Co.Create

Assemble a Holographic GE Jet Engine—No Engineering Experience Required

As part of Creative Week, agency BBDO New York has collaborated with special FX, sound, and gaming technology companies to create Throttle Up, an immersive experience that lets you see, hear, and feel what it’s like to build and launch a GE jet engine.

The same holographic technology that’s sending departed music stars on tour is allowing civilians to assemble a jet engine in Dumbo.

GE’s expansive array of innovative technologies have made the company a pioneer across numerous sectors of everyday life—particularly in the area of commercial aviation. And in an effort to showcase the mechanics behind one of its creations, GE has teamed up with agency BBDO New York to create Throttle Up, an immersive, holographic sensory experience running during Creative Week in New York.

Using a holistic suite of motion-control and projection technologies, Throttle Up allows participants to assemble a life-size 3-D rendition of GE’s eco-friendly and energy-efficient GEnx jet engine using only their hands.

"We’ve done a lot of TV commercials [for GE] before, but we’ve never given people an opportunity to see how these things come to life and understand the magic," says Scott Rodgers, SVP creative director on GE at BBDO New York. "We started learning about the GE jet engine, and we thought it’d be so cool if we could show people not only how they’re made, but give them the chance to make one themselves."

In one week, St. Ann’s Warehouse near Dumbo’s waterfront was transformed into a sleek, all-black showroom to house Throttle Up, a collaboration between BBDO, Socialistic, Musion Systems Limited for the holographic technology, Float Hybrid Entertainment for the gaming engine, and Framestore for 3-D renderings.

Ghostly Projections

A nighttime cityscape spattered with stars is set on a giant screen as you enter an otherwise pitch-black room. A dazzling array of jet engine parts scatter before you until assembled and attached to a plane that takes off into the distance. Giving participants a richness in visual depth, Throttle Up’s images are displayed using Musion Eyeliner, a high-definition holographic video projection system allowing 3-D movements within a live setting—not to mention the same technology used for the ballyhooed holographic 2Pac performance at Coachella. Essentially, Musion Eyeliner is glorified prestidigitation for the digital age, utilizing the illusionary technique known as Pepper’s Ghost, which dates back to the mid-19th century.

In lieu of glass, as per the original trick, Musion Eyeliner uses a thin, transparent metalized film stretched across the stage at a 45-degree angle toward the audience where a projector from above casts its images onto the film which is then reflected as a 3-D image.

The Way You Move

The Minority Report feeling that attends the experience of assembling the GEnx engine is due in part to the gaming interface design by Float Hybrid and enabled by a SoftKinetic sensor camera which tracks your sweeping and rotating hand movements. Though modifying the motion-control capabilities proved to be somewhat of a tricky task, Rodgers says the choice to use the SoftKinetic technology was an easy one.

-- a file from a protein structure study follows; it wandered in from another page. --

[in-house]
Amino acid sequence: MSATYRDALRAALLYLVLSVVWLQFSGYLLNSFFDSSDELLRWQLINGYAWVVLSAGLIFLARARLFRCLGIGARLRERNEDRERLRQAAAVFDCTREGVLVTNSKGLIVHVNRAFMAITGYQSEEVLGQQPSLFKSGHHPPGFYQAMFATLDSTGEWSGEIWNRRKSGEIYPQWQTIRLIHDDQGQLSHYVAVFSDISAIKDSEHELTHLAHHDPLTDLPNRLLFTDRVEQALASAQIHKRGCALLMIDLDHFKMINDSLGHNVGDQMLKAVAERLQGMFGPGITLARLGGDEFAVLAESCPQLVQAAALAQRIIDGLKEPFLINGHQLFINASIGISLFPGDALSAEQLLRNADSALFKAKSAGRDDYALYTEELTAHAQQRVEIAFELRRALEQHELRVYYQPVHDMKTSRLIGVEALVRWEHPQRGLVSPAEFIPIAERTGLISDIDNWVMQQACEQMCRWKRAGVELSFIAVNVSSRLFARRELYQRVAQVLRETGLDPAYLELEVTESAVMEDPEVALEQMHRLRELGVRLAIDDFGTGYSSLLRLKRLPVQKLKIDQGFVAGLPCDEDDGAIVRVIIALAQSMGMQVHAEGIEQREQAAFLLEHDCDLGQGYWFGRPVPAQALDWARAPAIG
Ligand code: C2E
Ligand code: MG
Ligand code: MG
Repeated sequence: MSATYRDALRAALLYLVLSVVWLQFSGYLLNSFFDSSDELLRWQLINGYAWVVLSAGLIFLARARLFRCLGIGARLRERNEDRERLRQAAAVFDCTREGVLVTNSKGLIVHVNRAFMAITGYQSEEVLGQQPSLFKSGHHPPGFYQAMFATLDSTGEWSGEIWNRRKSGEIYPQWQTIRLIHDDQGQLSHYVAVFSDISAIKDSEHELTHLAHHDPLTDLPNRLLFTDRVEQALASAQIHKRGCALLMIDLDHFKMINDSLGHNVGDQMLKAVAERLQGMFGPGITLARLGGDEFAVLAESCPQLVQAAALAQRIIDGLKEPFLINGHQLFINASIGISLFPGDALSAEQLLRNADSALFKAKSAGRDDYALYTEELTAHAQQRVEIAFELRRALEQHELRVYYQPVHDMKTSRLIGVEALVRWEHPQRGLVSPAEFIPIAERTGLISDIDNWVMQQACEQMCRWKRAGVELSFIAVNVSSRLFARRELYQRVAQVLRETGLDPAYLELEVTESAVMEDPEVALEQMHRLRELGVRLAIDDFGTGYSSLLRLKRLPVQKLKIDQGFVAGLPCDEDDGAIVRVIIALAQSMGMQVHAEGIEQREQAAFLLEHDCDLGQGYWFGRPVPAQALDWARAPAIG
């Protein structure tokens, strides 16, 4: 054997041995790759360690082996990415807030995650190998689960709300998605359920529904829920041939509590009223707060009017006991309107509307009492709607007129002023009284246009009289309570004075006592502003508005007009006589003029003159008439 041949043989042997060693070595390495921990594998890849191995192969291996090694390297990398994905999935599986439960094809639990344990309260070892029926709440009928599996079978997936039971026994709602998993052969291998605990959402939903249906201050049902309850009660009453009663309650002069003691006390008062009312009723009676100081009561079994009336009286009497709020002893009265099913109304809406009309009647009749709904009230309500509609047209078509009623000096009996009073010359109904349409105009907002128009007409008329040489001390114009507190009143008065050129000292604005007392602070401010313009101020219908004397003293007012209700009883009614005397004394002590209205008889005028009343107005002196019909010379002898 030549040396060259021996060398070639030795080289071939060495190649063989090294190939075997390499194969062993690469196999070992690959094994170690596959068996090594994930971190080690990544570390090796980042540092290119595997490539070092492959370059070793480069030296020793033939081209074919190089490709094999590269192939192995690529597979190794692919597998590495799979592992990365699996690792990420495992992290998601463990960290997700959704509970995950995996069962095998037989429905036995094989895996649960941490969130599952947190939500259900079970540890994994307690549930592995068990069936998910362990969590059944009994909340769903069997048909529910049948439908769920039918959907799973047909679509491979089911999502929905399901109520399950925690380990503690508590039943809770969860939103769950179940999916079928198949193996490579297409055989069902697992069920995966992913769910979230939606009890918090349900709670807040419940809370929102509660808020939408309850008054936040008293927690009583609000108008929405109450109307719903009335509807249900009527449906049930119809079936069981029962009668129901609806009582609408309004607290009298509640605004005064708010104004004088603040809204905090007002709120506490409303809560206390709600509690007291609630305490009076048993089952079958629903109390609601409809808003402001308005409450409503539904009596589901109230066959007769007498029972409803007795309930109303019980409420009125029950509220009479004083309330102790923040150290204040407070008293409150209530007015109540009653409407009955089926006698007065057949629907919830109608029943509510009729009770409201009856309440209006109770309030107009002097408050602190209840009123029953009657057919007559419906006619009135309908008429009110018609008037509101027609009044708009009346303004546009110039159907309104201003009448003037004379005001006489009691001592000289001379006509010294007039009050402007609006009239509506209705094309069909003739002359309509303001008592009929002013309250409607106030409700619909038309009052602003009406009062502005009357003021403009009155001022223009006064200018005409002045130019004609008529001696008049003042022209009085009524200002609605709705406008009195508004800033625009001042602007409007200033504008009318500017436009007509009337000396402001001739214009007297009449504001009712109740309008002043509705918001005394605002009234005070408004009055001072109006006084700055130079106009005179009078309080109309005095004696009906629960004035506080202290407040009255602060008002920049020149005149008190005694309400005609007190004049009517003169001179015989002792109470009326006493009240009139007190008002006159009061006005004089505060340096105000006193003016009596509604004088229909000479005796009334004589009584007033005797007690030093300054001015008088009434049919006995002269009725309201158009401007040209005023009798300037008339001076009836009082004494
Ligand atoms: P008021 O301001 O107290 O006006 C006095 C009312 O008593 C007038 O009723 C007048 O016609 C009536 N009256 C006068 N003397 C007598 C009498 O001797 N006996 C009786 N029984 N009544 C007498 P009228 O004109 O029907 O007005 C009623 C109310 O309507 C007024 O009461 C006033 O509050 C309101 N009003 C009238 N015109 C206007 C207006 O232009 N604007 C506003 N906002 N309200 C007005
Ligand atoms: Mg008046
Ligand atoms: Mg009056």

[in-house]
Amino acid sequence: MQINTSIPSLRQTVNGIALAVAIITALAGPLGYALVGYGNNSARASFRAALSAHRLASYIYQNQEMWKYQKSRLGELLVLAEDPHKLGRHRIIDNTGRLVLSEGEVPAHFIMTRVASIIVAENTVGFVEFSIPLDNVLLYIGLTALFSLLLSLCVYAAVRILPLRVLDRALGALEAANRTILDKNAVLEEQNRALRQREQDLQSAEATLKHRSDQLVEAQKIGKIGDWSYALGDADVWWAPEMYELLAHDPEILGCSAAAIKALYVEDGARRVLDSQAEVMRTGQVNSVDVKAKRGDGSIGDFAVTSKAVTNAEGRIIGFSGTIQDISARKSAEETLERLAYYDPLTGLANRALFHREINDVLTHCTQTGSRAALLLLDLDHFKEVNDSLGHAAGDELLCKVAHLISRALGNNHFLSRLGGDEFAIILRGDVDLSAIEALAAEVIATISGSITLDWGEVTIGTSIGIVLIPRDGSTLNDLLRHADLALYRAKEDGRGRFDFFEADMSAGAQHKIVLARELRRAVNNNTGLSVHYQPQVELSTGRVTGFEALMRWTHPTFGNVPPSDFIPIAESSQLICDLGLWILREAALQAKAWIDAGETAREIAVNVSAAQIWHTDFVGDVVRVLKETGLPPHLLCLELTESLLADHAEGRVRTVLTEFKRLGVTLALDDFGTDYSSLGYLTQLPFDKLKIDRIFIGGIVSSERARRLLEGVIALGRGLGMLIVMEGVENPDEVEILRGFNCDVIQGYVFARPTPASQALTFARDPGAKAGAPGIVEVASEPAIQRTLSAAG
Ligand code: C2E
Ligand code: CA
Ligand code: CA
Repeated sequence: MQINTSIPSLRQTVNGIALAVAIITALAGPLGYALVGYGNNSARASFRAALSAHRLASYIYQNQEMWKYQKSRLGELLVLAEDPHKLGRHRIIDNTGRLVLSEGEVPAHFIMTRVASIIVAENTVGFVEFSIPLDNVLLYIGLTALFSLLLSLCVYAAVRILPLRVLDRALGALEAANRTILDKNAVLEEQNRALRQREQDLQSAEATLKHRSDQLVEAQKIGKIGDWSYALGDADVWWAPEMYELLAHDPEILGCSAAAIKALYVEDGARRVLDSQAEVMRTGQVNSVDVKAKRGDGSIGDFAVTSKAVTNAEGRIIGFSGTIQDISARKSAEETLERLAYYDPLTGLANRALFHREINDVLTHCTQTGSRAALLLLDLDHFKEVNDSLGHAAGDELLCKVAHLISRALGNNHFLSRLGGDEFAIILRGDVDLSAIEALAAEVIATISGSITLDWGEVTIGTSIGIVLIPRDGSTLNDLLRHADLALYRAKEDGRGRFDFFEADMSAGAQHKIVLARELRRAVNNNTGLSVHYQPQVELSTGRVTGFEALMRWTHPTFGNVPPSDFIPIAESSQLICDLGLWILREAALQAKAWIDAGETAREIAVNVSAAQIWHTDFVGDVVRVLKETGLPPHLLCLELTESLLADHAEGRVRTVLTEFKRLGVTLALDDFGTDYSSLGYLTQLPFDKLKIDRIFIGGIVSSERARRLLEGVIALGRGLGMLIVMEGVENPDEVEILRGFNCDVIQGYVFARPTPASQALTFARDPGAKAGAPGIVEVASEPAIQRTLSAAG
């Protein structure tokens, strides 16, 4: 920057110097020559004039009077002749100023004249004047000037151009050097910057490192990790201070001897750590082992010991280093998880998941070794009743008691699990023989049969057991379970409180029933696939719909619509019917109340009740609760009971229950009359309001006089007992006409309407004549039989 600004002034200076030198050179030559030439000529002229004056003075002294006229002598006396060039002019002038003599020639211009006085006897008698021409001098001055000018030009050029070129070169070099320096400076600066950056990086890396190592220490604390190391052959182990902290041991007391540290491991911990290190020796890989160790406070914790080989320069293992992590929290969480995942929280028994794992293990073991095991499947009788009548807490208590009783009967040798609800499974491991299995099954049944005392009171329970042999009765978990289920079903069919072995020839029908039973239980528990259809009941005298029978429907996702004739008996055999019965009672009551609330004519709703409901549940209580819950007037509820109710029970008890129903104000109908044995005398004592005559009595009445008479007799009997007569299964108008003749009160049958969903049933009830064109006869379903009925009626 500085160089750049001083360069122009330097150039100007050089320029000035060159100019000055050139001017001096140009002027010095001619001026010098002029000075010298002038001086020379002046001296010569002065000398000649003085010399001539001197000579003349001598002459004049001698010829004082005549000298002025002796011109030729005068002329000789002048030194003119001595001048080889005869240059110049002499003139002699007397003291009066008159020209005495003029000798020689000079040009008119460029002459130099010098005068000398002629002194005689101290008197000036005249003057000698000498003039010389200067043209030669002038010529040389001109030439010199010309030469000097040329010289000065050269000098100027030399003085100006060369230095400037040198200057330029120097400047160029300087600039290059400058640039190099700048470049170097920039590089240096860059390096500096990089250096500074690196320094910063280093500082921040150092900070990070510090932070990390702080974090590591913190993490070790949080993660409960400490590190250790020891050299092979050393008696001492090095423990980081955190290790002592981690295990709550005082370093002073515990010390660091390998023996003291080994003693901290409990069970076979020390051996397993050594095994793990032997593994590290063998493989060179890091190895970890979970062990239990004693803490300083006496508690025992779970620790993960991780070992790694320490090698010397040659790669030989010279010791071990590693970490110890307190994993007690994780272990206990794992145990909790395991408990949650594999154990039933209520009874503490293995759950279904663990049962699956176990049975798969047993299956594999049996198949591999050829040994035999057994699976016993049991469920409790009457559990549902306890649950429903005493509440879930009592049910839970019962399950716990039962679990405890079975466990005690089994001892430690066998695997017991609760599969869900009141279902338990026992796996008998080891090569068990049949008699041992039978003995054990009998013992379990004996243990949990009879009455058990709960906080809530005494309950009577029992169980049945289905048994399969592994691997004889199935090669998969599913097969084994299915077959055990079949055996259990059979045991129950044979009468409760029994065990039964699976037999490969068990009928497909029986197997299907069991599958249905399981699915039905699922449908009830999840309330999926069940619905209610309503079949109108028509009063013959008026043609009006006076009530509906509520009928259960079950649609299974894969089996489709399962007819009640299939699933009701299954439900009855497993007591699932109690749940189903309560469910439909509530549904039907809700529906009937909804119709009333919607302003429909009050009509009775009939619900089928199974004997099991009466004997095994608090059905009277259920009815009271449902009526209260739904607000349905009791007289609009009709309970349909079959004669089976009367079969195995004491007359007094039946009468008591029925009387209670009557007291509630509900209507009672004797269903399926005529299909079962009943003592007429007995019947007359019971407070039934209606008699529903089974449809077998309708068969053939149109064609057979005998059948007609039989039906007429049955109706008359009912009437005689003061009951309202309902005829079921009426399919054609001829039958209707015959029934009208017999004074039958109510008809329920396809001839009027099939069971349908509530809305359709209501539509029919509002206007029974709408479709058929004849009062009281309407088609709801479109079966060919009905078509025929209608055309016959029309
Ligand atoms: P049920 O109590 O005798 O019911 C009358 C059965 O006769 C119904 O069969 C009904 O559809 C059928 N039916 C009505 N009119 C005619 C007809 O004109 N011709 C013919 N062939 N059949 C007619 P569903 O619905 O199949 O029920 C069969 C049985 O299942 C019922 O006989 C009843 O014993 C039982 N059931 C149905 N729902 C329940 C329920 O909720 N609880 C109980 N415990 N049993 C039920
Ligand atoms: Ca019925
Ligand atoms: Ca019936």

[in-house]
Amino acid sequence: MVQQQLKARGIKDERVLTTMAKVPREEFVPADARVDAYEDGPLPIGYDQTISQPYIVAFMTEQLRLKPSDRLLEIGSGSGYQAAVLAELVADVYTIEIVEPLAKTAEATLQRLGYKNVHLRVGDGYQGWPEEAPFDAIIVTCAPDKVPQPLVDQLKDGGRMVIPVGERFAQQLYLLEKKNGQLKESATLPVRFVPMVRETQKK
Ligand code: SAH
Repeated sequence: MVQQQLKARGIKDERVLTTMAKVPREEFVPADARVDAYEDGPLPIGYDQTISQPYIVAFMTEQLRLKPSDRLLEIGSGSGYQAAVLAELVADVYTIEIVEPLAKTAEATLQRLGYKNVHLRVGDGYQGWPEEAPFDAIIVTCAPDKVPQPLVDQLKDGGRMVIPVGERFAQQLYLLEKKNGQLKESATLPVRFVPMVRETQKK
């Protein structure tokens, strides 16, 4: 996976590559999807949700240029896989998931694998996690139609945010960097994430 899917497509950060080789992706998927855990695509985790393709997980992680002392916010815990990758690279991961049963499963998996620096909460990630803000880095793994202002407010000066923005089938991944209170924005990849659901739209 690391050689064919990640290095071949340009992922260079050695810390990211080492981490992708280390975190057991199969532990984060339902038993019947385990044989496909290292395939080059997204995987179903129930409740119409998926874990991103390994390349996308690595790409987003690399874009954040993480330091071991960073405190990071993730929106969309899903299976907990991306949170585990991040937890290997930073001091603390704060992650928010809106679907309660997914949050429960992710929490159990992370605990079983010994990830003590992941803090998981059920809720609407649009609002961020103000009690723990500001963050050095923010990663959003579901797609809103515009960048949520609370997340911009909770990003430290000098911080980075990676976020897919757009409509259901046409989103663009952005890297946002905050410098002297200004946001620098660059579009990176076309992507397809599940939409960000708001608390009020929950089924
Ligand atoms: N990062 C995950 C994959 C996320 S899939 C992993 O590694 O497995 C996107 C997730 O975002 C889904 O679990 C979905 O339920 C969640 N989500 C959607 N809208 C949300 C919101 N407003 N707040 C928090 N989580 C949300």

"There was enough complexity and wiring up the software itself to make [Throttle Up] come to life because all those interactions are bespoke and native to the experience," he says. "So we decided to start with a sensor we knew was going to work and spend time programming it to do what we want."

The Reality of Sensory FX

What makes Throttle Up an entertaining experience is ambience and technological applications—but what makes it a memorable experience are the real-life details that play to all the senses. The microcosm of floating metal bits and bobs? Real jet engine parts, all 200+ of them taken from actual CAD drawings and rendered in 3-D by Framestore. The clanking sound you hear during assembly, as well as the roar during takeoff were both captured live, balancing out another audio component Rodgers and his team gave a considerable amount of forethought to: the music. After rifling through an assortment of tracks, music production and sound design shop Stimmüng won out with a quiet futuristic melody that’s haunting enough to take notice of, but soothing enough to act as an accent to the overall experience.

The multi-sensory Throttle Up exhibit in action.

"I knew from the beginning when we came up with the idea that music would play a huge part," Rodgers says. "The balance of sound effects and the music itself pulls you in and makes you feel like you have the power to build something."

It may be an oversimplified representation of incredibly complex technology, but given the spirit of Creative Week, Throttle Up was never intended to bog audiences down with intricate explanations—it’s meant to convey the basic principles of GE’s green technology in a mode technologically advanced itself, but also intuitive and engaging for audiences. "We played with a lot of different angles on it—at times we thought it could be more instructional. But this is really about awing and inspiring," says Rodgers. "And for us, it’s about pushing storytelling to a new place."

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